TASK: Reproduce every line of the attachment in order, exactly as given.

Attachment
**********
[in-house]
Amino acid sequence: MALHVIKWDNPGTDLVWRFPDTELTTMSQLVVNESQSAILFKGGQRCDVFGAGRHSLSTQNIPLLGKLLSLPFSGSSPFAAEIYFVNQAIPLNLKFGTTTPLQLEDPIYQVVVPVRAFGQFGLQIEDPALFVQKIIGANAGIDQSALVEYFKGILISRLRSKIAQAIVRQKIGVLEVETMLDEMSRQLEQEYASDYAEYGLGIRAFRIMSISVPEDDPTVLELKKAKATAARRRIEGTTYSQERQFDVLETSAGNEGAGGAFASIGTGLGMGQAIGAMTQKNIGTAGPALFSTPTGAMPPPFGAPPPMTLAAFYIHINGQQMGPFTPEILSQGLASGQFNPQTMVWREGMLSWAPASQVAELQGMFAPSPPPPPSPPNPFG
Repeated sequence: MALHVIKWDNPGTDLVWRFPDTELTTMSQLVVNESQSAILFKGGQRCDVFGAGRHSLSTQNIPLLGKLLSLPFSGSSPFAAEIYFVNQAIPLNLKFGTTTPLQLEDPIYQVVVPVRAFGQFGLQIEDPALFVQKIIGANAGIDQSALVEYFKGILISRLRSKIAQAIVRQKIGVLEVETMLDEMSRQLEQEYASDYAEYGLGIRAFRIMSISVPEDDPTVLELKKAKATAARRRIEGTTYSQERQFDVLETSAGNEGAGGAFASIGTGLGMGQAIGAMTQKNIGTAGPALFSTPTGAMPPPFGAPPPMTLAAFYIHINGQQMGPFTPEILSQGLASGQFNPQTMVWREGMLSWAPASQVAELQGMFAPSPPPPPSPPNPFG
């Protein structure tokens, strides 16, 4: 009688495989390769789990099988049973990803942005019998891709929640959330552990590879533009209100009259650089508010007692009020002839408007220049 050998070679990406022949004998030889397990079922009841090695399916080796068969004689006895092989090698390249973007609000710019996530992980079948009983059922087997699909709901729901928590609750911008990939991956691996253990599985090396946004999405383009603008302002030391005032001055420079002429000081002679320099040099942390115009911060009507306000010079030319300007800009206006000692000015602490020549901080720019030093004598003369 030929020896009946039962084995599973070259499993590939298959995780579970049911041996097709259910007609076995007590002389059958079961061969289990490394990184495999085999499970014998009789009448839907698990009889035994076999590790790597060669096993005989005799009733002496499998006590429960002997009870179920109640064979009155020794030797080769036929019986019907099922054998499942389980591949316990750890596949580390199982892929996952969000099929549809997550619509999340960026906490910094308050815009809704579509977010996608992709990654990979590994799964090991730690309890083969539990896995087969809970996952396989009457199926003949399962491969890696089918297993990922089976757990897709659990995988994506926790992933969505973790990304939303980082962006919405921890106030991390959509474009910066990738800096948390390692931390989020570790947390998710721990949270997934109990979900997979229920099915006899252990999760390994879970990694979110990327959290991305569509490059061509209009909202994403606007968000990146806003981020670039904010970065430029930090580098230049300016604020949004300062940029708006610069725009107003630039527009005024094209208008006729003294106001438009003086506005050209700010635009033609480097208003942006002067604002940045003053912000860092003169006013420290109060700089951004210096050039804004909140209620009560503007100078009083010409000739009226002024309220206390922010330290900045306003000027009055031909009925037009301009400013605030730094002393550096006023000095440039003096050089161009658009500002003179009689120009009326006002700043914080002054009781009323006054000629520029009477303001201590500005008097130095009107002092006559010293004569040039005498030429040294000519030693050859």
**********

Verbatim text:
[in-house]
Amino acid sequence: MALHVIKWDNPGTDLVWRFPDTELTTMSQLVVNESQSAILFKGGQRCDVFGAGRHSLSTQNIPLLGKLLSLPFSGSSPFAAEIYFVNQAIPLNLKFGTTTPLQLEDPIYQVVVPVRAFGQFGLQIEDPALFVQKIIGANAGIDQSALVEYFKGILISRLRSKIAQAIVRQKIGVLEVETMLDEMSRQLEQEYASDYAEYGLGIRAFRIMSISVPEDDPTVLELKKAKATAARRRIEGTTYSQERQFDVLETSAGNEGAGGAFASIGTGLGMGQAIGAMTQKNIGTAGPALFSTPTGAMPPPFGAPPPMTLAAFYIHINGQQMGPFTPEILSQGLASGQFNPQTMVWREGMLSWAPASQVAELQGMFAPSPPPPPSPPNPFG
Repeated sequence: MALHVIKWDNPGTDLVWRFPDTELTTMSQLVVNESQSAILFKGGQRCDVFGAGRHSLSTQNIPLLGKLLSLPFSGSSPFAAEIYFVNQAIPLNLKFGTTTPLQLEDPIYQVVVPVRAFGQFGLQIEDPALFVQKIIGANAGIDQSALVEYFKGILISRLRSKIAQAIVRQKIGVLEVETMLDEMSRQLEQEYASDYAEYGLGIRAFRIMSISVPEDDPTVLELKKAKATAARRRIEGTTYSQERQFDVLETSAGNEGAGGAFASIGTGLGMGQAIGAMTQKNIGTAGPALFSTPTGAMPPPFGAPPPMTLAAFYIHINGQQMGPFTPEILSQGLASGQFNPQTMVWREGMLSWAPASQVAELQGMFAPSPPPPPSPPNPFG
């Protein structure tokens, strides 16, 4: 009688495989390769789990099988049973990803942005019998891709929640959330552990590879533009209100009259650089508010007692009020002839408007220049 050998070679990406022949004998030889397990079922009841090695399916080796068969004689006895092989090698390249973007609000710019996530992980079948009983059922087997699909709901729901928590609750911008990939991956691996253990599985090396946004999405383009603008302002030391005032001055420079002429000081002679320099040099942390115009911060009507306000010079030319300007800009206006000692000015602490020549901080720019030093004598003369 030929020896009946039962084995599973070259499993590939298959995780579970049911041996097709259910007609076995007590002389059958079961061969289990490394990184495999085999499970014998009789009448839907698990009889035994076999590790790597060669096993005989005799009733002496499998006590429960002997009870179920109640064979009155020794030797080769036929019986019907099922054998499942389980591949316990750890596949580390199982892929996952969000099929549809997550619509999340960026906490910094308050815009809704579509977010996608992709990654990979590994799964090991730690309890083969539990896995087969809970996952396989009457199926003949399962491969890696089918297993990922089976757990897709659990995988994506926790992933969505973790990304939303980082962006919405921890106030991390959509474009910066990738800096948390390692931390989020570790947390998710721990949270997934109990979900997979229920099915006899252990999760390994879970990694979110990327959290991305569509490059061509209009909202994403606007968000990146806003981020670039904010970065430029930090580098230049300016604020949004300062940029708006610069725009107003630039527009005024094209208008006729003294106001438009003086506005050209700010635009033609480097208003942006002067604002940045003053912000860092003169006013420290109060700089951004210096050039804004909140209620009560503007100078009083010409000739009226002024309220206390922010330290900045306003000027009055031909009925037009301009400013605030730094002393550096006023000095440039003096050089161009658009500002003179009689120009009326006002700043914080002054009781009323006054000629520029009477303001201590500005008097130095009107002092006559010293004569040039005498030429040294000519030693050859």